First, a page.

Baltic religion – History in brief, by Audrius Dandzila (USA)

From Bulletin Oaks, Issue 1, Summer 1999 – also known as “News WCER”, a preliminary version before the Congress in August 1999, originally entitled “News WCER”

Baltic religion flourished in the Baltic lands until the middle of the Middle Ages, when the Roman Catholic Church has declared a crusade against the Balts for their non-Christian beliefs. Balta centuries to defend their land from the Christian invaders. Prussia and Latvia were defeated. This has led to genocide and assimilation of the Baltic Prussians, whose language had disappeared at the turn of 18 th century. Latvians have fared better, with the exception that foreign domination over them lasted until 1918.

Grand Duke Gediminas (ca. 1275-1341) advocated harmony between religions in Lithuania. He allowed religious freedom, explaining that the Lithuanians and Christian Germans, Poles and Russian worship the same deity, but each in its own way. But his efforts did not stop Christian aggression.

The state of Lithuania, the last in Europe to accept Christianity, formally appealed to the new faith, to put an end to destructive wars. Nevertheless, the Christian church used cultural genocide until the 20 th century to eradicate the Baltic religion. Christianity has slowly evolved among the Balts. The Duchy of Prussia, Lithuania and the Baltic Somogitii religion was the state religion until 1410. Most Balts have continued to profess his own religion.

National Awakening in the 19 century and included a broad interest in religion and folklore of Lithuania. Daukanto (1793-1864) and Jonas Basanvitsius (1851-1927) defended the Lithuanian religion and folklore as a means of self-preservation. Lithuanian religion became popular during the short from the interwar period of independence of Lithuania. First Romuvy congregation was founded in 1929.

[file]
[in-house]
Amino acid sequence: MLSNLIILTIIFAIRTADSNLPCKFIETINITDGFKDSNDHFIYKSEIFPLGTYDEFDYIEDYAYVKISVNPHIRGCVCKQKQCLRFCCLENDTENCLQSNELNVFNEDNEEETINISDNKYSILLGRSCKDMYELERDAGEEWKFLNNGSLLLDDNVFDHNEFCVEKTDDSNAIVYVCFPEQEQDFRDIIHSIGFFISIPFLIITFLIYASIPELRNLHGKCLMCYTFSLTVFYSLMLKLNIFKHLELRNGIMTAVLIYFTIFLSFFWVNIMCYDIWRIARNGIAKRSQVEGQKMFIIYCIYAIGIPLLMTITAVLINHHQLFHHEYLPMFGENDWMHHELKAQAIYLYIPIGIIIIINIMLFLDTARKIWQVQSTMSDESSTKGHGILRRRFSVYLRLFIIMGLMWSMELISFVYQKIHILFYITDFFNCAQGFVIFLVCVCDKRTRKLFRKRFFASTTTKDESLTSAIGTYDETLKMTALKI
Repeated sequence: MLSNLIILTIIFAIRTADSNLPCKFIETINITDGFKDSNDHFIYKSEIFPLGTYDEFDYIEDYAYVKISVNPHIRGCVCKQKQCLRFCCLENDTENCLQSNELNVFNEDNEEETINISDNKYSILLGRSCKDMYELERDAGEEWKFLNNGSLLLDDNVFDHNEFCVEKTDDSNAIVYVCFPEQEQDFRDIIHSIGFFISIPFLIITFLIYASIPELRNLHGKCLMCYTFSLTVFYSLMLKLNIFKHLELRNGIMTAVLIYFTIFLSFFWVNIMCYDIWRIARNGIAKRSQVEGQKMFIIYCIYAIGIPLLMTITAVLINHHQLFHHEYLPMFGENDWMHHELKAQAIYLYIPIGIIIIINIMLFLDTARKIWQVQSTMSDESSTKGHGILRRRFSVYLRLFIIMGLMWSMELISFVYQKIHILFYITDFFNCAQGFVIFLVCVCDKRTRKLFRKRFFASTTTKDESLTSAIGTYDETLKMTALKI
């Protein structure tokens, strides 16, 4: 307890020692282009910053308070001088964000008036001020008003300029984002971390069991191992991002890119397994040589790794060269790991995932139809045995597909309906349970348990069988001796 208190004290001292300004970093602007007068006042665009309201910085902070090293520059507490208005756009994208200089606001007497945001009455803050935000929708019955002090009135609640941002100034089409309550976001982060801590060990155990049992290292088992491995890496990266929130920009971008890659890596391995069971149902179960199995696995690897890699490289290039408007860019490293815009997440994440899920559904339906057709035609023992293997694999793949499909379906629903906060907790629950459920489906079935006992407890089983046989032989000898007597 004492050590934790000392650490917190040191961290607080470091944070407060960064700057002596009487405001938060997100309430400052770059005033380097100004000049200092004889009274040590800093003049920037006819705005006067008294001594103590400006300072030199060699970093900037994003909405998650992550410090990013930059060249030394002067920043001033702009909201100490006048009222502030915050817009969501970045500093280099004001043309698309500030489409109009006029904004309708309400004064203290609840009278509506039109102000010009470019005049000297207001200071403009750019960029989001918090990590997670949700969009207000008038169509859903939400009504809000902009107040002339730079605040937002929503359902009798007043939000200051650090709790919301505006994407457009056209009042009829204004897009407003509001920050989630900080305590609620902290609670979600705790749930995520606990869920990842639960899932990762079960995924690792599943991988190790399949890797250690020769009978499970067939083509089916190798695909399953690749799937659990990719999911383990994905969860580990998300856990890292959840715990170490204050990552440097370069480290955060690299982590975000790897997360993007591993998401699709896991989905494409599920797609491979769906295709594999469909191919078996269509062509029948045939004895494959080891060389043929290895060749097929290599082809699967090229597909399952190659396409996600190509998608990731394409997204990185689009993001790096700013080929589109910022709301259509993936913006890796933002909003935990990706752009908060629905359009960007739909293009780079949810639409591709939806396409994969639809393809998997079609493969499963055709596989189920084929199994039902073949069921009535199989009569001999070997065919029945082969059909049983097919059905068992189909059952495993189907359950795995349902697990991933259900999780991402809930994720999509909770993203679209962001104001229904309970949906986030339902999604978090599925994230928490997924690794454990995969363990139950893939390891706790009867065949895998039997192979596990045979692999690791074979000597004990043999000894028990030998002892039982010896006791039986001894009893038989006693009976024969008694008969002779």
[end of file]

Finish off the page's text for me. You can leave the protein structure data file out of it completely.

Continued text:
During sovetstkoy occupation, underground congregation Romuvy collected in Siberia in the late 40s and early 50s. In 1967 he founded “Vilnius Ethnological Romuva” and was the beginning of the public celebration of Lithuanian religious holidays. The group existed for three years. When the Soviet authorities learned the true nature of the organization, it was disbanded. Other groups and individuals, individuals continued to meet secretly. Romuva was re-established in the late 80s.

Marija Gimbutas (1921-1994) recorded a mythological story litvskoy religion in the series of books and articles, and enjoyed great popularity.

After Lithuania regained its independence in 1991, the congregation Romuvy were founded and registered in Vilnius, Kaunas and Madison (sht.Viskonsin, USA).

Followers of Lithuanian Religion chose the name “Romuva” in the 20. The word “Romuva” means a temple or shrine, as well as the abode of inner peace. Prussian main temple called “Romuva” churches with this name have been in other places.